Keeping up with emerging policy, regulations, and issues happening in peer or neighboring communities is an important part of delivering effective solutions for your electorate. But pulling together scattered data of local governments and constructing useful insights is not easy.
That’s why we decided to use Curate, FiscalNote’s local legislative tracking tool, to surface some of the common issues showing up in local governments across the country.
What we found was, during the first quarter of 2023, hundreds of local governments all over the country grappled with the same three emerging issues: the incredibly fast growth of the sport of pickleball, new techniques for engaging constituents in the budget process, and expanding access to high-speed internet. To understand the impact of these issues, we spoke with a public official from Long Beach, California, about the city’s response to these issues.
1. Meeting the Demand for Pickleball Courts
Q1 Mentions: 16,389
Number of Communities: 1,414
With the Sports and Fitness Industry Association naming pickleball the fastest-growing sport in the country, local governments are facing a significant challenge keeping up with the demand for courts.
The Curate database found more than 16,000 mentions of pickleball in local government meeting minutes and agendas during the first quarter of 2023. These discussions mainly focused on court construction, park development, and events.
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Tyler Bonanno-Curley, manager of government affairs for the city of Long Beach, California, says the city’s first response has been to add pickleball court lines to existing tennis and basketball courts. The city has grown from just eight dedicated pickleball courts to now having around 70 shared courts.
“Being able to accommodate the needs across the different sports is always a challenge — not just with pickleball,” he says.
2. Engaging Constituents Through Participatory Budgeting
Topic: Participatory budgeting
Q1 Mentions: 311
Number of Communities: 58
Participatory budgeting is a civic engagement tool that engages the public in the budget process and provides them with opportunities to allocate funds to projects that benefit their communities.
The tool has exploded in popularity since the American Rescue Plan Act (ARPA) provided many communities with a significant amount of relatively flexible one-time funding. In Q1 of 2023, there were 311 mentions of participatory budgeting in local government meeting minutes and agendas in the Curate database.
Major cities like Seattle and New York were early adopters of participatory budgeting and allocated funds to solve community problems like police violence, crime, and community safety through a participatory budgeting process. But the trend has continued to spread to smaller cities.
Last year, Grand Rapids, Michigan, allocated a total of $2 million through a participatory budgeting pilot program. Programs selected for funding include a Citizens Advocacy Skills Academy, a Mental Health Community First Responder, and a project to remove lead service lines. Now that the public voting has concluded, the city is partnering with a local university to evaluate the results of the pilot program, according to an agenda from Feb. 21.
Bonanno-Curley says that while the city of Long Beach has not done a formal participatory budget process, the city has made a more concerted effort to gather public input during its budget process, building on relationships developed during the pandemic to reach previously underserved communities.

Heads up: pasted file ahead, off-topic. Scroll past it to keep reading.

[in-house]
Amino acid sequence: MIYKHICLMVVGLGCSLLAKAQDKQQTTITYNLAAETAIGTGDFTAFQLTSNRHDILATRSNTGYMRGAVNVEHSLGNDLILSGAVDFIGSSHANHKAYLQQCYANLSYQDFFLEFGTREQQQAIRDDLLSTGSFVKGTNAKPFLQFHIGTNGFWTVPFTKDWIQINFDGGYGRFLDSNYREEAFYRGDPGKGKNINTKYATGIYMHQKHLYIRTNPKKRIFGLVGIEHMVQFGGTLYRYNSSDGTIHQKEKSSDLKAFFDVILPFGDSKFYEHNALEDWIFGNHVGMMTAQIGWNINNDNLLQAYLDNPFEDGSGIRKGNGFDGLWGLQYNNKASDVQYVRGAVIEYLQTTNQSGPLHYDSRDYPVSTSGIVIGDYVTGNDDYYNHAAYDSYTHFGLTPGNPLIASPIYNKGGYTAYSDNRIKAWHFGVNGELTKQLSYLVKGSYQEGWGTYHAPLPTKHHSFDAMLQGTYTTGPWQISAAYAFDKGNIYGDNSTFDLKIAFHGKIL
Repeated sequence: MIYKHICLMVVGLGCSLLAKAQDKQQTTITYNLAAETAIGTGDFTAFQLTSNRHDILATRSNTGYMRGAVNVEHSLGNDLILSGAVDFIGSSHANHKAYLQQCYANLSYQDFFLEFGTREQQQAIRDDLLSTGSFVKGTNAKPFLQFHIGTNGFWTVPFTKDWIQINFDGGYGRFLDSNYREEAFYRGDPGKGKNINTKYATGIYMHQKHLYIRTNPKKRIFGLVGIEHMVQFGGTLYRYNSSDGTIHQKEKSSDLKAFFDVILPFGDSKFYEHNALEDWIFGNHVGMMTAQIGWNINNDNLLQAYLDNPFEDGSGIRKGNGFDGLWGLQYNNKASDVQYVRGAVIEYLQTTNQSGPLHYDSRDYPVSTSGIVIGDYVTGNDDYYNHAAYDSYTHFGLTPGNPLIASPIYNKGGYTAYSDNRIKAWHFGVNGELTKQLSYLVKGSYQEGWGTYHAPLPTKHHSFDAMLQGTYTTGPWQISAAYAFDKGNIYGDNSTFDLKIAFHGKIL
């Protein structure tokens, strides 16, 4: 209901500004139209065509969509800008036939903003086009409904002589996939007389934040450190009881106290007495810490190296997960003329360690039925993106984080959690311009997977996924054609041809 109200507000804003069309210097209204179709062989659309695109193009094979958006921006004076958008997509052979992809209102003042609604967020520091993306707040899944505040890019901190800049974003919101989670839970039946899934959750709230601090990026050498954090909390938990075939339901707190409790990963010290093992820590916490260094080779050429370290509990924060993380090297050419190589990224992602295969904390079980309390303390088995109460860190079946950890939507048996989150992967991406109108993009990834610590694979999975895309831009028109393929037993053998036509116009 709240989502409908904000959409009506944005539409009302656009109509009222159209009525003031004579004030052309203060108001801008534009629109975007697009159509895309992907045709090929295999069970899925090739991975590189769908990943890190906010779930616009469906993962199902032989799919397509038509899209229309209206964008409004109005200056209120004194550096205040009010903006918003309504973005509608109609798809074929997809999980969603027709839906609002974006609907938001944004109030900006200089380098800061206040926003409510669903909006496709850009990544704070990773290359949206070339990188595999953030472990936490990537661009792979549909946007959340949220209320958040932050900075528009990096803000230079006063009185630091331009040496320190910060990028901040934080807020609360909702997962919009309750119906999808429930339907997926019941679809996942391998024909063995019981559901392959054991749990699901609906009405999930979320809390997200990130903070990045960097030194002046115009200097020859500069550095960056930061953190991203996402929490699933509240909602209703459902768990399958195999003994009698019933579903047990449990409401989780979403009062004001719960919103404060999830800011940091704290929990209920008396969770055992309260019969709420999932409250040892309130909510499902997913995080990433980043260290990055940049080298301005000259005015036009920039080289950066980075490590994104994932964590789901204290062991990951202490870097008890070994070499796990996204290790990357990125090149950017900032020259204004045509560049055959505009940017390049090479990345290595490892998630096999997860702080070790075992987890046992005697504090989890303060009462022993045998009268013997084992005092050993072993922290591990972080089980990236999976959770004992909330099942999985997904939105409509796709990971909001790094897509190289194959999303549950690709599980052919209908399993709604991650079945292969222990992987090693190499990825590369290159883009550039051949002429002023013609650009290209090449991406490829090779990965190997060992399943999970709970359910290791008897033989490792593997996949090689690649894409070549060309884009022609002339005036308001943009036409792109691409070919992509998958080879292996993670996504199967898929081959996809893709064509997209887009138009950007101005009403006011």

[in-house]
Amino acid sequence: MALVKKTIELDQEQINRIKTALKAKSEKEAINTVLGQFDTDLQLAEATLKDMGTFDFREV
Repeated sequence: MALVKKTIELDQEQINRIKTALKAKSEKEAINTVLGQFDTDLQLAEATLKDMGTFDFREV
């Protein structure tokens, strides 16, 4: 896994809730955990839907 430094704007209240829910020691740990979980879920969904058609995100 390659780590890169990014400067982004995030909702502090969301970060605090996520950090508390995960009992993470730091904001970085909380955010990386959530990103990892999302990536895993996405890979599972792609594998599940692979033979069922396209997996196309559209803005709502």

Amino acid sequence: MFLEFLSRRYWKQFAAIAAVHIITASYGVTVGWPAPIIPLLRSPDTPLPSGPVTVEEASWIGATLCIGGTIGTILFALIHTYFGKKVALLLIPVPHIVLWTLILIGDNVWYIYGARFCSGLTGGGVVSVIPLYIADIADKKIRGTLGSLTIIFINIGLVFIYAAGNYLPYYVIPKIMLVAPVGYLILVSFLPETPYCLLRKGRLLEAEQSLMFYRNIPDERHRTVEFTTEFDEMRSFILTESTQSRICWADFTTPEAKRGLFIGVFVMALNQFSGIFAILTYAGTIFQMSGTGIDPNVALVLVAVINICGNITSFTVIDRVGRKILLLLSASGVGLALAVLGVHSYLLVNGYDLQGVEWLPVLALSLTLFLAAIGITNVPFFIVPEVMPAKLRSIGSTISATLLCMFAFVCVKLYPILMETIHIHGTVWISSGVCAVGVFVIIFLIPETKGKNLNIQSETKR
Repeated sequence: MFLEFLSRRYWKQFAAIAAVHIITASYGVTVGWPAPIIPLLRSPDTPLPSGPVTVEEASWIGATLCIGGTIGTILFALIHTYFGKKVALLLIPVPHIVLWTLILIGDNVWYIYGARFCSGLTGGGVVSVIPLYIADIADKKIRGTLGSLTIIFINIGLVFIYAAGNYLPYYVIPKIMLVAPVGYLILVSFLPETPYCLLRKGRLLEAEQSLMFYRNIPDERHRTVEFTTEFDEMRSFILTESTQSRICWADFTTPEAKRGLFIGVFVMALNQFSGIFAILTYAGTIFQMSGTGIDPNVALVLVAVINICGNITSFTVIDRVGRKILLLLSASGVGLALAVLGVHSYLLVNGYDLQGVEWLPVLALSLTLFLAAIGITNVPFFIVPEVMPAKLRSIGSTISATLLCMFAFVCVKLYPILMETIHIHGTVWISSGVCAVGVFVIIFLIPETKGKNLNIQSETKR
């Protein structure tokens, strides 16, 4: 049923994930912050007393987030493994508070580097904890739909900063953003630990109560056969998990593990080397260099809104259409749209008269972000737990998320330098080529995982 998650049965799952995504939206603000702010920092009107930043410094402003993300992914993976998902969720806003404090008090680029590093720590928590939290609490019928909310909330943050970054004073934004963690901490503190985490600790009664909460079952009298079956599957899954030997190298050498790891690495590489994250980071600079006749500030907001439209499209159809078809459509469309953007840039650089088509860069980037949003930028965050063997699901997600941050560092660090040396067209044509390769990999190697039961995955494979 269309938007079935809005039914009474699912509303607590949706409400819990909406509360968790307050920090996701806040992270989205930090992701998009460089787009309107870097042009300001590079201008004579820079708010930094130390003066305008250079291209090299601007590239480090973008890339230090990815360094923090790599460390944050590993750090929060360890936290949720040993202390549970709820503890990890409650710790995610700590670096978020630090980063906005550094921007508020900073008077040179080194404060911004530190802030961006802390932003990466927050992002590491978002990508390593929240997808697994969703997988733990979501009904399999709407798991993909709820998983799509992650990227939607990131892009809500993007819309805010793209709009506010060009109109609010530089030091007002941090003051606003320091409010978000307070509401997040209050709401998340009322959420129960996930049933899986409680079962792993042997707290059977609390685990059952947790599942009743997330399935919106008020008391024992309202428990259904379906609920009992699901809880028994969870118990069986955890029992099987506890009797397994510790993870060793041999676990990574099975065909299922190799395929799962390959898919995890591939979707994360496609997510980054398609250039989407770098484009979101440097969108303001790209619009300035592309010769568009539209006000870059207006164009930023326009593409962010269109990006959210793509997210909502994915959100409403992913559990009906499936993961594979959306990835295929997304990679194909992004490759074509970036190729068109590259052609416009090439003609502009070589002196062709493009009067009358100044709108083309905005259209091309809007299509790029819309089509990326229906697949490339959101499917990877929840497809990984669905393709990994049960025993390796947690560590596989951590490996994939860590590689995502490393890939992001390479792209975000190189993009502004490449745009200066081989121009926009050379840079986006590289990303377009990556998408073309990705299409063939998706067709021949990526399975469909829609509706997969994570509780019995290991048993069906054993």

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3. Closing the Digital Divide with Public Wi-Fi
Topic: Public Wi-Fi
Q1 Mentions: 169
Number of Communities: 76
The COVID-19 pandemic highlighted disparities in broadband access across many localities. In response, many communities have been working to expand access to high-speed internet. One approach that was discussed frequently during the first quarter, with 169 mentions found in the Curate database, was public Wi-Fi. Programs include adding free public Wi-Fi infrastructure in city parks, libraries, and buses.
Bonanno-Curley says Long Beach was proud to be a leader in implementing public Wi-Fi in parks.
“The digital divide was a key challenge in the pandemic,” Bonanno-Curley says. “We had already started developing our digital equity strategy before the pandemic, so this gave us funding that we had been looking for to engage in that work.”
However, in Urbandale, Iowa, city staffers mentioned that Wi-Fi in parks was one of the least requested amenities community members asked for, with services such as water, electrical, and flushable restrooms being ranked as higher priorities by residents.
Technology Can Help You Monitor Trends and Identify Concerns
By monitoring local governments of similar sizes and collaborating with peers, officials can learn from others and prepare for future challenges. Local officials and policy researchers, as well as government affairs leaders and business development strategists, rely on local monitoring software to be aware of emerging issues and trends. Curate, part of FiscalNote, offers the most comprehensive database of local government documents in the country with tools designed to help teams be more efficient in managing their organization’s most critical issues.
But before taking action, it’s critical to know where your constituents stand on the issues. A constituent communication tool like Fireside, also part of FiscalNote, can help you organize and track messages from your electorate to help you accurately assess the public’s opinion on emerging issues. For example, as the pickleball craze continues to spread, many cities are seeing an influx in messages from tennis players who are concerned about losing access to courts. By tagging those messages with topics and sentiments, officials can accurately assess the public's opinion on emerging issues.